Kathmandu, June 28
Owners of private residential houses will soon be required to purchase insurance products to cover damage or losses caused to their properties, as Insurance Board (IB) has started laying the groundwork to launch household insurance scheme in pilot phase in the Kathmandu Valley.
The mandatory insurance plan is being introduced by the insurance sector regulator 14 months after the devastating 7.8-magnitude earthquake completely destroyed over 500,000 houses in the country.
Since a majority of those houses were not insured, the government, through the budget of next fiscal year, has announced a plan to bring all private residential houses under the ambit of insurance.
“We believe the insurance scheme will provide protection to households against losses inflicted by natural disasters, fire and other incidents, such as theft,” IB Director Raju Raman Paudel told The Himalayan Times.
In the initial phase, the IB is mulling over introducing the mandatory household insurance plan in metropolitan city, sub-metropolitan city and municipalities inside the Valley.
“We will soon meet with officials of Kathmandu Metropolitan City, Lalitpur Sub-metropolitan City and municipalities located within the Valley to discuss arrangements that should be made to cover all the houses in the Valley,” said Paudel. “Also, arrangements need to be made to ensure households renew the policies that they have bought.”
Once the plan is successfully rolled out in the Valley, the IB will launch the household insurance scheme in other parts of the country.
Household insurance scheme, which not only covers damage or losses caused to physical structure of the house but to goods and other assets kept inside the house, however, is not new in the country.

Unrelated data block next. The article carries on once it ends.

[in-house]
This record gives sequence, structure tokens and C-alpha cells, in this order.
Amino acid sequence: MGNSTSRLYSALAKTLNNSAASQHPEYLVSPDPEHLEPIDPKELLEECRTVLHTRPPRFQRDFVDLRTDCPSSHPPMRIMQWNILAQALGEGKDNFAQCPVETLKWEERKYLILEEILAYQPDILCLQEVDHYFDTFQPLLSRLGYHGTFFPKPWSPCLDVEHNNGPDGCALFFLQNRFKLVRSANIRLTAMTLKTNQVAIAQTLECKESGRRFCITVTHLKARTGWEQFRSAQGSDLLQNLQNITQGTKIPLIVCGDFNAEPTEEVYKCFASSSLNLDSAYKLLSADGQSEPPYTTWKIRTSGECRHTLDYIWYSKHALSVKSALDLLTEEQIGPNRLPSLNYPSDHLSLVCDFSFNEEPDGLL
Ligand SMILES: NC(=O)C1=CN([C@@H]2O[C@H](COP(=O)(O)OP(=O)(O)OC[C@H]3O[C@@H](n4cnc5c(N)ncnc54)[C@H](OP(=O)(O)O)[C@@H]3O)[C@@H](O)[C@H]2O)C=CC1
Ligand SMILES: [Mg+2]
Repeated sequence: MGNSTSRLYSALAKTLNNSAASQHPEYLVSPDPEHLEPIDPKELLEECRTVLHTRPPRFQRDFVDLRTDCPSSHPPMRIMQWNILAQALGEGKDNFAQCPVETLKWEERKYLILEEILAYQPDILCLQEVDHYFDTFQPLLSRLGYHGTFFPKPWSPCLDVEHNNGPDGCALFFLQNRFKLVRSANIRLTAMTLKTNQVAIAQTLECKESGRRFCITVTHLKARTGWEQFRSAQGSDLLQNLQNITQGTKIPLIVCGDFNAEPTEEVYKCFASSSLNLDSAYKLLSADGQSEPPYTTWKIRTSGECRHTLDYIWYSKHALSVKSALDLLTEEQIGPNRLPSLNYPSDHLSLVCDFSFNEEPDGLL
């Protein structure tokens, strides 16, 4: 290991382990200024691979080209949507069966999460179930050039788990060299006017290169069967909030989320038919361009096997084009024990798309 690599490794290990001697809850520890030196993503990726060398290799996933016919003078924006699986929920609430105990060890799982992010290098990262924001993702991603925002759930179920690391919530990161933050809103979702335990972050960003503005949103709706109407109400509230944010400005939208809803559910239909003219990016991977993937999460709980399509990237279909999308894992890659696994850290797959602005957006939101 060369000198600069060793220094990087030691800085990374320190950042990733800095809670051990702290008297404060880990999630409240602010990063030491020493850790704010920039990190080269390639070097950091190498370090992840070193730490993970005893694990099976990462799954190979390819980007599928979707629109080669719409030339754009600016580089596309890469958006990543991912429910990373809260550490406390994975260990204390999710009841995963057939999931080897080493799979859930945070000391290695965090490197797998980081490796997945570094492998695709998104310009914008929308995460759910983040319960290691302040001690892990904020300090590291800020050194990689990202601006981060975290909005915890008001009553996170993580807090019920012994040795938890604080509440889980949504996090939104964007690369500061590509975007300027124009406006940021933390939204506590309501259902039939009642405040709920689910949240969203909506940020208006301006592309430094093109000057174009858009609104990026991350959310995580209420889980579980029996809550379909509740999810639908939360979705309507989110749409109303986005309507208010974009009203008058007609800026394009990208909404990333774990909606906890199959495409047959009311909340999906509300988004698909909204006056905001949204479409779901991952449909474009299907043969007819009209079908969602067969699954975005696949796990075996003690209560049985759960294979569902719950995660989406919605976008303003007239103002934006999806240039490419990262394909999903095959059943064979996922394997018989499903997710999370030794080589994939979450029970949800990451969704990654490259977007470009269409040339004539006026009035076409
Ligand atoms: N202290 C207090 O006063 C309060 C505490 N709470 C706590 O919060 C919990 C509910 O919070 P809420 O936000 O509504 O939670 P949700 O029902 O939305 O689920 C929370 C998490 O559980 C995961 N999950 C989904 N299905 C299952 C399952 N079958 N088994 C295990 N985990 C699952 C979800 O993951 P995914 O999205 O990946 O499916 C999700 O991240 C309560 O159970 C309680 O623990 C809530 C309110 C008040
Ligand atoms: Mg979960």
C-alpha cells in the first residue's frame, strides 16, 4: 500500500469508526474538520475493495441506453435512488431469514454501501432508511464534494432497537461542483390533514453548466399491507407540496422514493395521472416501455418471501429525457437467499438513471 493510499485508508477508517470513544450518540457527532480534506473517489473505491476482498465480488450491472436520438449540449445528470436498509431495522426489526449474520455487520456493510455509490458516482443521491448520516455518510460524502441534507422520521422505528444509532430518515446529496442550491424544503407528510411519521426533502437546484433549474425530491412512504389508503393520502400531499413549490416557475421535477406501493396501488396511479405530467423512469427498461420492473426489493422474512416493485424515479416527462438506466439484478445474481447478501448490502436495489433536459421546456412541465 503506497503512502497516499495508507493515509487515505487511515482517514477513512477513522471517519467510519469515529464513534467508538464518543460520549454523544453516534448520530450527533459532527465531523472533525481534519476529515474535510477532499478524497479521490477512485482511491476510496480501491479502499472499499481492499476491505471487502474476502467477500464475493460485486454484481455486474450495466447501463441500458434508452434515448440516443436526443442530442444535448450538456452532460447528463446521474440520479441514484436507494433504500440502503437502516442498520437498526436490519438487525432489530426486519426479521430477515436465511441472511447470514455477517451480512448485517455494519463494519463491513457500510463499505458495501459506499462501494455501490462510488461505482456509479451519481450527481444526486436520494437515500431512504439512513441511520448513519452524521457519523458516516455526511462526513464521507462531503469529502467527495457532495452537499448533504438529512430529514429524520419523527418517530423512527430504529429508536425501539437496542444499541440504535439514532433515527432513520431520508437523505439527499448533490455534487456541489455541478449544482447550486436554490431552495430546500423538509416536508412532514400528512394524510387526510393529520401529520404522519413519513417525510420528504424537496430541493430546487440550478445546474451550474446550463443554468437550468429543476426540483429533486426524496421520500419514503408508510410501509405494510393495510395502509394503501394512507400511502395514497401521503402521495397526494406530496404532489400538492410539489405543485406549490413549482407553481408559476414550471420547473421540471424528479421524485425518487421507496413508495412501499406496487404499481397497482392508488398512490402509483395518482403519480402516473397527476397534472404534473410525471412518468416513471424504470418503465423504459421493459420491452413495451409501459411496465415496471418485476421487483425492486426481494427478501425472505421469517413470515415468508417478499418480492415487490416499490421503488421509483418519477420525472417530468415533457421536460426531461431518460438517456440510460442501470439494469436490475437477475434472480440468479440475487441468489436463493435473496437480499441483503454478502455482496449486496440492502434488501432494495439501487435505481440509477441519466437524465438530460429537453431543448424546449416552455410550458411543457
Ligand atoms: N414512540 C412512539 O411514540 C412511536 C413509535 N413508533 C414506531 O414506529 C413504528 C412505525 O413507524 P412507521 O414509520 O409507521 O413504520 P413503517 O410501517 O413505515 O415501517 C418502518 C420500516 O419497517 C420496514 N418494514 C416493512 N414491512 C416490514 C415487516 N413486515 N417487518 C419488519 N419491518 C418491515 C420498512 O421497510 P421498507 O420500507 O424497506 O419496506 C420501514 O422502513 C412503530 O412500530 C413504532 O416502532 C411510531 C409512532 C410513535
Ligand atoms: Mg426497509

Currently, non-life insurance companies are selling these policies for around Rs 1.75 per Rs 1,000 of sum insured. This means annual payment of Rs 1.75 provides cover to losses and damages worth Rs 1,000.
“We will try to make the premium even more affordable for households once we make all the arrangements to roll out
this plan,” said Paudel.
However, one of the downsides of household insurance policy being sold by insurance companies is coverage amount, which is fixed at Rs 10 million.
This means these policies currently do not provide coverage to damage or losses exceeding Rs 10 million. This provision has compelled people to look for other insurance products, such as fire, which provides coverage of unlimited amount based on premium clients pay.
“We will revise the coverage amount prior to launching the insurance plan because many houses in the Valley these days cost more than Rs 10 million,” said Paudel.
Also, IB is planning to bar insurers from deducting certain amount during claim settlement process. Currently, insurance companies selling household policies deduct up to Rs 2,000 during claim settlement process — albeit some companies do not deduct any amount.
However, insurance policies, such as fire, which also covers damage caused by natural disasters, including earthquakes, allow deduction of 2.5 per cent of the loss amount or Rs one million, whichever is lower, during claim settlement process.
A version of this article appears in print on June 29, 2016 of The Himalayan Times.